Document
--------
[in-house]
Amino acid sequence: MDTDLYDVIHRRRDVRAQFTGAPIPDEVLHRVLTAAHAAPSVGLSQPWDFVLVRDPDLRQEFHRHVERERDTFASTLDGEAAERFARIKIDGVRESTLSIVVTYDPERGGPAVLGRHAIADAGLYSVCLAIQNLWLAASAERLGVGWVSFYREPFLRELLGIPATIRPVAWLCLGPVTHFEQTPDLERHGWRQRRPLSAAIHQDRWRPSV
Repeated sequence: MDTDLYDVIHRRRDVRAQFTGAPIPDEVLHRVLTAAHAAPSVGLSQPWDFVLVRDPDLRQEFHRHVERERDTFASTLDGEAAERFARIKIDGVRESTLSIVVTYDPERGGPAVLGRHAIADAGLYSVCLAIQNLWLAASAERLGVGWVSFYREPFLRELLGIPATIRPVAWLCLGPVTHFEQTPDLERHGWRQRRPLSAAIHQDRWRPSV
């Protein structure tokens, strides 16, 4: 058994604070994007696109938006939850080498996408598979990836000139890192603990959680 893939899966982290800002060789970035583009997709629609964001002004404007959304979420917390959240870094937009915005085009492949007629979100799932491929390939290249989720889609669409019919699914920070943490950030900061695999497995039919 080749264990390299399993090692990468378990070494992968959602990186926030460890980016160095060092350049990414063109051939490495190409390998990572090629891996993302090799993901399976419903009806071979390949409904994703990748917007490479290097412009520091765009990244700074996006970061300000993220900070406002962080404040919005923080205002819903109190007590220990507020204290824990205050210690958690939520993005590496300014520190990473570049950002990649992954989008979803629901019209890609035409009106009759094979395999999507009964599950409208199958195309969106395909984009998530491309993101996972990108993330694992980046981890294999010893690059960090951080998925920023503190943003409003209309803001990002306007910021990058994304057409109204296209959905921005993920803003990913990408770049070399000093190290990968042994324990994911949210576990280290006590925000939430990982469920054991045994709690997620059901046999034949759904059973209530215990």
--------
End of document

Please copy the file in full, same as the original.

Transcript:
[in-house]
Amino acid sequence: MDTDLYDVIHRRRDVRAQFTGAPIPDEVLHRVLTAAHAAPSVGLSQPWDFVLVRDPDLRQEFHRHVERERDTFASTLDGEAAERFARIKIDGVRESTLSIVVTYDPERGGPAVLGRHAIADAGLYSVCLAIQNLWLAASAERLGVGWVSFYREPFLRELLGIPATIRPVAWLCLGPVTHFEQTPDLERHGWRQRRPLSAAIHQDRWRPSV
Repeated sequence: MDTDLYDVIHRRRDVRAQFTGAPIPDEVLHRVLTAAHAAPSVGLSQPWDFVLVRDPDLRQEFHRHVERERDTFASTLDGEAAERFARIKIDGVRESTLSIVVTYDPERGGPAVLGRHAIADAGLYSVCLAIQNLWLAASAERLGVGWVSFYREPFLRELLGIPATIRPVAWLCLGPVTHFEQTPDLERHGWRQRRPLSAAIHQDRWRPSV
């Protein structure tokens, strides 16, 4: 058994604070994007696109938006939850080498996408598979990836000139890192603990959680 893939899966982290800002060789970035583009997709629609964001002004404007959304979420917390959240870094937009915005085009492949007629979100799932491929390939290249989720889609669409019919699914920070943490950030900061695999497995039919 080749264990390299399993090692990468378990070494992968959602990186926030460890980016160095060092350049990414063109051939490495190409390998990572090629891996993302090799993901399976419903009806071979390949409904994703990748917007490479290097412009520091765009990244700074996006970061300000993220900070406002962080404040919005923080205002819903109190007590220990507020204290824990205050210690958690939520993005590496300014520190990473570049950002990649992954989008979803629901019209890609035409009106009759094979395999999507009964599950409208199958195309969106395909984009998530491309993101996972990108993330694992980046981890294999010893690059960090951080998925920023503190943003409003209309803001990002306007910021990058994304057409109204296209959905921005993920803003990913990408770049070399000093190290990968042994324990994911949210576990280290006590925000939430990982469920054991045994709690997620059901046999034949759904059973209530215990």